Digital technology may become a standard tool for neuropsychological evaluations after COVID-19

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The COVID-19 pandemic has significantly altered the delivery of health care including neuropsychological evaluations. Telehealth procedures may become a standard feature in healthcare after the crisis has resolved. In a mini-forum published in the Journal of Alzheimer's Disease experts describe how neuropsychological tests that combine digital technology with standard paper and pencil tests can reveal behavioral information not otherwise obtainable and facilitate earlier identification of individuals with emergent neurodegenerative and other neurological illness.

Technology has transformed the science and practice of medicine. In this special mini-forum, guest-edited by David J. Libon, PhD, Ganesh Baliga, PhD, Rod Swenson, PhD, and Rhoda Au, PhD, experts describe how coupling digital technology with standard neuropsychological tests can benefit patients. Neurocognitive markers obtained using this technology may be able to flag early emergent neurodegenerative illness. The data presented in these five papers collectively show the importance of time-based parameters as related to brain and cognition.

"Necessity is the mother of invention," explained the guest editors. "Perhaps a serendipitous effect of the COVID-19 crisis is that it has helped us understand that the standard paper and pencil tests used to evaluate patients with neuropsychological disorders can be replaced by a digital medium. This also makes it possible to test more patients who cannot come to the office, perhaps because of medical reasons or location."

The articles in this issue cover techniques such as the Backward Digit Span Test; the Digit Symbol Substitution Test; digital speech analysis; and the widely used Digital Clock Drawing Test.

Standard paper and pencil neuropsychological tests are powerful tools to assess the integrity of brain and cognition, but they tend to focus on a final test score. The traditional measure we use to calculate a final test score is the total time to completion. However, digital technology calls our attention to the time spent during which output is not produced, i.e., the thinking time or 'latent content' versus time spent generating output, i.e., the 'manifest content."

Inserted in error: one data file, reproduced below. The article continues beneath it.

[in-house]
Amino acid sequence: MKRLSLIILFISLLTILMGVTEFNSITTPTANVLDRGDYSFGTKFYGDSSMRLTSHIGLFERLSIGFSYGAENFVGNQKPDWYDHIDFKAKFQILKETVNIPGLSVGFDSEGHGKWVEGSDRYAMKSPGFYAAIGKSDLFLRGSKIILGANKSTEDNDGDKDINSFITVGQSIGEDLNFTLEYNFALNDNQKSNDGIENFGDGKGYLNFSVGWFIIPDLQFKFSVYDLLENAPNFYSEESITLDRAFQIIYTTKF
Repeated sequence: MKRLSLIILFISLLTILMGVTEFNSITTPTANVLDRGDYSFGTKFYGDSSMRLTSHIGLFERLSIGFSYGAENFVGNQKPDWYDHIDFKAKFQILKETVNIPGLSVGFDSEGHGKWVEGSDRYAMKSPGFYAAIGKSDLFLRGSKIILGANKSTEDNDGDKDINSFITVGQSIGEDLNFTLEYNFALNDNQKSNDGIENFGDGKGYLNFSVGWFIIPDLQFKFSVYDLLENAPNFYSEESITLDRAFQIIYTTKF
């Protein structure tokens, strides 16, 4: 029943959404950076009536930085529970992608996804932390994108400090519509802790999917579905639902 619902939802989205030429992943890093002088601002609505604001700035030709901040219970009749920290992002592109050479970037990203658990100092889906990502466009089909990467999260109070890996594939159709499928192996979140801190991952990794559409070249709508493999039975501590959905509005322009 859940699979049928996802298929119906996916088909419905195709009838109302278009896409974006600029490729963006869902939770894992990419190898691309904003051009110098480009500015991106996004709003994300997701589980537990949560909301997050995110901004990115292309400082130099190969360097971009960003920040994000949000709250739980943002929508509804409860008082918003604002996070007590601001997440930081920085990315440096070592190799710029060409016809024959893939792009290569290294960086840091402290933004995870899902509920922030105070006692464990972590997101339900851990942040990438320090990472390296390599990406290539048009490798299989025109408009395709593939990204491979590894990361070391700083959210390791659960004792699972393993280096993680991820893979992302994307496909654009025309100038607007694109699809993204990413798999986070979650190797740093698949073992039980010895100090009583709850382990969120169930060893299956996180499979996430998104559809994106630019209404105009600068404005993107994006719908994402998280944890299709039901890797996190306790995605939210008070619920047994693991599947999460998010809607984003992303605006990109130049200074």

David J. Libon, PhD, Department of Geriatrics, Gerontology, and Psychology, New Jersey Institute for Successful Aging, School of Osteopathic Medicine, Rowan University

Both of these time-based parameters provide the basis for a rich, three-dimensional analysis of underlying neuropsychological constructs associated with neurodegenerative illness. These make it easier to appreciate the underlying process patients use to initiate and ultimately bring to fruition complex neuropsychological operations.

"Digitally obtained behavior is able to detect cognitive processes that underlie early brain changes due to Alzheimer's disease and related neurodegenerative diseases. Moreover, digital neuropsychological parameters may help refine new statistical criteria for subtle or pre-mild cognitive impairment syndromes," added Dr. Libon.

Before digital assessment technology was available, Edith Kaplan, PhD, a pioneer of neuropsychological testing, championed the analysis of errors and the process by which tests are completed as a means of understanding brain and cognition. She emphasized, "If they want numbers . . . provide numbers that are meaningful."

"As digital assessment methods mature, identification of persons with emergent neurodegenerative and other neurological illness at an earlier stage may be possible," concluded the guest editors.

"I welcome this special collection of papers that demonstrates how digital technology can calculate potentially sensitive clinical neurocognitive biomarkers," said George Perry, PhD, Editor-in-Chief, Journal of Alzheimer's Disease, and Semmes Foundation Distinguished University Chair in Neurobiology at The University of Texas at San Antonio. "The data presented here open up the possibility of being able to flag emerging illnesses such as mild cognitive impairment or dementia, including Alzheimer's disease or vascular dementia, before patients actually meet current diagnostic criteria."

Journal reference:

Libon, D.J., et al. (2021) Digital Neuropsychological Assessment: New Technology for Measuring Subtle Neuropsychological Behavior. Journal of Alzheimer's Disease.


The opinions expressed here are the views of the writer and do not necessarily reflect the views and opinions of News Medical.
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